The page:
Matakitaki Pa, Waikato - Our bloodiest killing fields

The musket entered intertribal warfare in 1807 as Nga Puhi traded food, timber and sex for guns. Many were notoriously inaccurate but their surprise value demoralised opponents unfamiliar with them.

sustained by another European import, the potato, war parties of 1200-3000 spread south in a domino effect, ­ led by men such as Bay of Islands chief Hongi Hika.

The hot-headed Hongi needed few reasons for manufacturing grievances, but Waikato had angered him by sheltering Ngati Whatua and Ngati Paoa survivors from Tamaki.

In February 1822, 3000 Nga Puhi paddled from Kerikeri to Tamaki, portaged to Manukau, paddled down to Waiuku, portaged a second time and launched their canoes into the Awaroa, a tributary of the lower Waikato.

Fleeing waikato blocked the Awaroa with trees to buy time while the rest prepared to make a stand at Matakitaki.

Matakitaki Pa was built on a narrow strip of land at the junction of the Waipa River and the Mangapiko Stream. The name Matakitaki covers three sections, Matakitaki to the north-west, Taura-Kohia and Puketutu to the east.

The waterways and the cliffs provided the main defence, which Waikato supplemented with the usual series of ditches and palisades. Perhaps 5,000 to 10,000 took refuge here.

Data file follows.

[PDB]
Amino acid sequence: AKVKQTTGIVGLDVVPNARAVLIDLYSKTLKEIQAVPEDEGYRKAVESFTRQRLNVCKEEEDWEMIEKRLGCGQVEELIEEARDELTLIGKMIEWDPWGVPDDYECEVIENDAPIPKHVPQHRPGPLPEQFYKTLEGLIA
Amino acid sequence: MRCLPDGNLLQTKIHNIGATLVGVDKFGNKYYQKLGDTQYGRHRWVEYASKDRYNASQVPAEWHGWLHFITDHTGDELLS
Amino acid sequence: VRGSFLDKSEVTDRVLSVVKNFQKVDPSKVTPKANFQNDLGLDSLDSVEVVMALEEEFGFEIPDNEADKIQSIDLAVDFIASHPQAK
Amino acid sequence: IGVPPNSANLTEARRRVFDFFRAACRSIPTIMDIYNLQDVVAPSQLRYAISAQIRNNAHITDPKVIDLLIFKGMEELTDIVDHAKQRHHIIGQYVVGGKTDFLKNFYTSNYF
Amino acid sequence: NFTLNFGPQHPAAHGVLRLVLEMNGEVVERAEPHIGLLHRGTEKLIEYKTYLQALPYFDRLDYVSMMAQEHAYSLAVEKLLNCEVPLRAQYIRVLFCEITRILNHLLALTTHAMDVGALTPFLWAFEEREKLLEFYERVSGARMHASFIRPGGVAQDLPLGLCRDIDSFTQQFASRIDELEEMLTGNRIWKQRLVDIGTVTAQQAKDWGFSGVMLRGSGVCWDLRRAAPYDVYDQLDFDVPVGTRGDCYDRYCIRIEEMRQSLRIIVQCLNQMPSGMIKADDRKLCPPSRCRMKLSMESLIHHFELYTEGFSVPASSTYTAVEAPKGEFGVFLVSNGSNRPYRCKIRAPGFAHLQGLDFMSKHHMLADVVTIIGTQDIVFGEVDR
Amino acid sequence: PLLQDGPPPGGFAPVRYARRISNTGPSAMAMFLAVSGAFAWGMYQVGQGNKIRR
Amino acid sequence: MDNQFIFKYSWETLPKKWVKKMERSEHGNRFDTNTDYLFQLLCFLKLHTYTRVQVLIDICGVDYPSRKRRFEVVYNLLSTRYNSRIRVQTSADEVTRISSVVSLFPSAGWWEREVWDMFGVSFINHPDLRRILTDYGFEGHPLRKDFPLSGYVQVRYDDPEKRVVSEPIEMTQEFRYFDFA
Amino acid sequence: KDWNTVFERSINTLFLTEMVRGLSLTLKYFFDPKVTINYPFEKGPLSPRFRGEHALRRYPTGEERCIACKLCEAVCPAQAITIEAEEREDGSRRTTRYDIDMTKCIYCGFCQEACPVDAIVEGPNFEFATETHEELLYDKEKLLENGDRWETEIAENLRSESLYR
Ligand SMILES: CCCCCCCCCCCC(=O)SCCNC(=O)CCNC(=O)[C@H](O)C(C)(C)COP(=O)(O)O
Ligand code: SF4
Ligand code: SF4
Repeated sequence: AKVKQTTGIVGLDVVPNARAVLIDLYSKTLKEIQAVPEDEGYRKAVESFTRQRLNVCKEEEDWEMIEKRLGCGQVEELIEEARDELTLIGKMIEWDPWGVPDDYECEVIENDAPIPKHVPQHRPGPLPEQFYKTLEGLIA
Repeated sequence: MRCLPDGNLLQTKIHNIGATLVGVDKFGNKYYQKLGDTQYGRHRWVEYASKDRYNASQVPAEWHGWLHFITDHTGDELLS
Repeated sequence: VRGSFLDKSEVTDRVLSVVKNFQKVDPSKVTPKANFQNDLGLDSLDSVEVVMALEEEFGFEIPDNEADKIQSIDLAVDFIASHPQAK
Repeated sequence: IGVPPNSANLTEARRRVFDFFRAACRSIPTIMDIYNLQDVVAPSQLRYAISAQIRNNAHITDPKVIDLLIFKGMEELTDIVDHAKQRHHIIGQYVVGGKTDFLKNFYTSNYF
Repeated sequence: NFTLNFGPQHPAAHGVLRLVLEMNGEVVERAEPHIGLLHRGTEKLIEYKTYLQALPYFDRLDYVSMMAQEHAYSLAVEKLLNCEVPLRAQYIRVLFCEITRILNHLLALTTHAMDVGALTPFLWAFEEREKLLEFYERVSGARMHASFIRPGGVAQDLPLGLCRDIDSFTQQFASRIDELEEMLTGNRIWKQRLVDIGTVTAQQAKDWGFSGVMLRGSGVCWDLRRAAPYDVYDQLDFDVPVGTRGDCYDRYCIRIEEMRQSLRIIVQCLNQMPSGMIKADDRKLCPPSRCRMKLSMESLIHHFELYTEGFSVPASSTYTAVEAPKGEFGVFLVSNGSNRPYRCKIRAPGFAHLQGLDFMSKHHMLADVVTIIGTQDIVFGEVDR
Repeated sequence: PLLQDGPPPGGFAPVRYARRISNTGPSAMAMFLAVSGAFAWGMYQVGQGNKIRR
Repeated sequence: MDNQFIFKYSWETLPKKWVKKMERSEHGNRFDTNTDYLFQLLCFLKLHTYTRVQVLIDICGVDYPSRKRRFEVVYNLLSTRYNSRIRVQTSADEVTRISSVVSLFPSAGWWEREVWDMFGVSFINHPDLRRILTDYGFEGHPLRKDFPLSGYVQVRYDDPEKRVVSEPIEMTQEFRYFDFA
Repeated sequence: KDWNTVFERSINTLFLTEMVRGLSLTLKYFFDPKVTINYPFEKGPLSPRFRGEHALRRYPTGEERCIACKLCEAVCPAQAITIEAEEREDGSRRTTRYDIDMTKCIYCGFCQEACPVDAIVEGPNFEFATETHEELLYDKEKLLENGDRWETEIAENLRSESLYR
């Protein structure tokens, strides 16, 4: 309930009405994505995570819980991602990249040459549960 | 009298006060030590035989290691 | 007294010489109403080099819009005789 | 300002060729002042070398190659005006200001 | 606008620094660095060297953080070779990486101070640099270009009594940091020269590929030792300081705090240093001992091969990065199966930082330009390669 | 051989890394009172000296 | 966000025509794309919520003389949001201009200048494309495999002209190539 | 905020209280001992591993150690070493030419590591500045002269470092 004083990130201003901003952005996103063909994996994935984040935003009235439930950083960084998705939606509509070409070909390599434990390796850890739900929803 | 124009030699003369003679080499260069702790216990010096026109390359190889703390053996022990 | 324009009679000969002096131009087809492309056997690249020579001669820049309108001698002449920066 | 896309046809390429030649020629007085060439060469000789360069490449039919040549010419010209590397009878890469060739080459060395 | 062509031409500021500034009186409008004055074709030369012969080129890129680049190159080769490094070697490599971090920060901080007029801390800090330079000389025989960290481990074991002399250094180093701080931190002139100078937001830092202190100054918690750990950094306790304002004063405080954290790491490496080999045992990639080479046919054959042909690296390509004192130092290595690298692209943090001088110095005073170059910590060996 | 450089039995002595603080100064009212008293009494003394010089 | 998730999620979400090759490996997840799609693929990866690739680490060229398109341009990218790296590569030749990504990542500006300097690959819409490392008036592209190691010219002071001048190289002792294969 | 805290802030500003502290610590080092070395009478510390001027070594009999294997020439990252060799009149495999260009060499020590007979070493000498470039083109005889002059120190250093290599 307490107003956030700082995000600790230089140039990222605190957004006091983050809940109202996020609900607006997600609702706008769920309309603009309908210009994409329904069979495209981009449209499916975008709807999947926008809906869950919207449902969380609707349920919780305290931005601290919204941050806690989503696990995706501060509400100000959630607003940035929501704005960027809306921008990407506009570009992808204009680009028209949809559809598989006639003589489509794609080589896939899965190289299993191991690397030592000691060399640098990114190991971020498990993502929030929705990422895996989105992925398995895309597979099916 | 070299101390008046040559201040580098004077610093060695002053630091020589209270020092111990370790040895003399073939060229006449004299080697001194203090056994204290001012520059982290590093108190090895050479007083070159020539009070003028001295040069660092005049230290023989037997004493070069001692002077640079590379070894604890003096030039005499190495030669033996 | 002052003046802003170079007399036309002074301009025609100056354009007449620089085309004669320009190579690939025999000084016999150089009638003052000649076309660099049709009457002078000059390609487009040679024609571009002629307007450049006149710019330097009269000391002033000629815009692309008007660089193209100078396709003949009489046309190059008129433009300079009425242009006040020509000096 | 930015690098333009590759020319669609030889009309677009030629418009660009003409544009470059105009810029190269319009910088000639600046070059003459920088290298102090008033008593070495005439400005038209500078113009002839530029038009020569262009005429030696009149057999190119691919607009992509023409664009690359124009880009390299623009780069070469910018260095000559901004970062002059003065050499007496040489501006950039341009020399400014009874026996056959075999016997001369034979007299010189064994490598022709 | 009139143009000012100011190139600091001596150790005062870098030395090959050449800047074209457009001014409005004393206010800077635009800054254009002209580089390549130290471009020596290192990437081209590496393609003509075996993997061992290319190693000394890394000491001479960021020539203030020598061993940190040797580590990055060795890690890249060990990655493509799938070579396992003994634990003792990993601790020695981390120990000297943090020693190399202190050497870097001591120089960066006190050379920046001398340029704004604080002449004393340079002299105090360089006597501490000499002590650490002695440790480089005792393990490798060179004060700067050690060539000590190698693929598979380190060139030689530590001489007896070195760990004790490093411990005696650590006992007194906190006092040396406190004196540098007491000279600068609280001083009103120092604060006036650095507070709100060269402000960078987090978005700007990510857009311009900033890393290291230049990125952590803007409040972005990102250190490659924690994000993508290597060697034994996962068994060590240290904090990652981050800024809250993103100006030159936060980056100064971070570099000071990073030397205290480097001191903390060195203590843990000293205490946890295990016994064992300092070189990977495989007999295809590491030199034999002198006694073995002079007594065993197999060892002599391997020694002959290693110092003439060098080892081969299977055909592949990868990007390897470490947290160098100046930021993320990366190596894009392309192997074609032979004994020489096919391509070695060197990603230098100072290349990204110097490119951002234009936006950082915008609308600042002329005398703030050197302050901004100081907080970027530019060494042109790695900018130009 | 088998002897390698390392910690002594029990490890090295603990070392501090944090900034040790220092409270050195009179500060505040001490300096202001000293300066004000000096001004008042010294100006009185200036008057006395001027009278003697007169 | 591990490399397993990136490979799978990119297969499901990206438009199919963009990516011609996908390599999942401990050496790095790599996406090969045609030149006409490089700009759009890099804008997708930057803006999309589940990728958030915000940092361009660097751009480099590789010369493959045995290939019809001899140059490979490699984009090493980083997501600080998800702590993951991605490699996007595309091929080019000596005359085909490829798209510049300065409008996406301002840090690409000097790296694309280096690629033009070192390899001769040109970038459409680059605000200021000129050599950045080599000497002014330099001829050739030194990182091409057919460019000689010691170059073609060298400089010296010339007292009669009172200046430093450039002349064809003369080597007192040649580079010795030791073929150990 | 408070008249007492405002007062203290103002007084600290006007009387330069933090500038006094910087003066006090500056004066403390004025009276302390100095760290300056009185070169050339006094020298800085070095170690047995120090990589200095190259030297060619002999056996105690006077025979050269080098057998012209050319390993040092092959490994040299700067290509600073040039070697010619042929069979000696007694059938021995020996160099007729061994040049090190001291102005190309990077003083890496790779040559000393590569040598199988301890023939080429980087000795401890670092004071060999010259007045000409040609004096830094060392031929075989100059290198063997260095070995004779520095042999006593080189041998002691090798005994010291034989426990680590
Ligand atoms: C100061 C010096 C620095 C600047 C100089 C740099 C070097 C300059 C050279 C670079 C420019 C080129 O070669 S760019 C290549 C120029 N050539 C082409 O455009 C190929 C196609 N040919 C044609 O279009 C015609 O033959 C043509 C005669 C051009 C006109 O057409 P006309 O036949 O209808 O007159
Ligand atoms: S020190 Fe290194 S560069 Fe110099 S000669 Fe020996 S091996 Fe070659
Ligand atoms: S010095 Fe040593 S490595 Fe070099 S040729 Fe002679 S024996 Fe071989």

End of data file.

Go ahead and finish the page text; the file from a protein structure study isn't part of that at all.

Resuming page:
First blood went to the defenders when Te Wherowhero and a small detachment surprised some Nga Puhi, killing perhaps 150 and capturing 90 muskets.

Illustrating the cliche that pride comes before a fall, jubilant Waikato leaped up onto the parapets to shout defiance and insults, only to tumble back, felled by Nga Puhi musketry.

Panic deepened when Te Wherowhero's men fired their captured guns, spooking their own men into thinking that Nga Puhi had breached the defences. Hundreds of terrified Waikato were smothered in the ditchs while trying to flee.

Te Wherowhero and his men fought back for as long as possible, but had to retreat to Manguika, eight kilometres away. Next day they rolled Nga Puhi back to Matakitaki before withdrawing. 

It was an expensive lesson for Waikato. They lost perhaps 1500 and hundreds more were taken prisoner.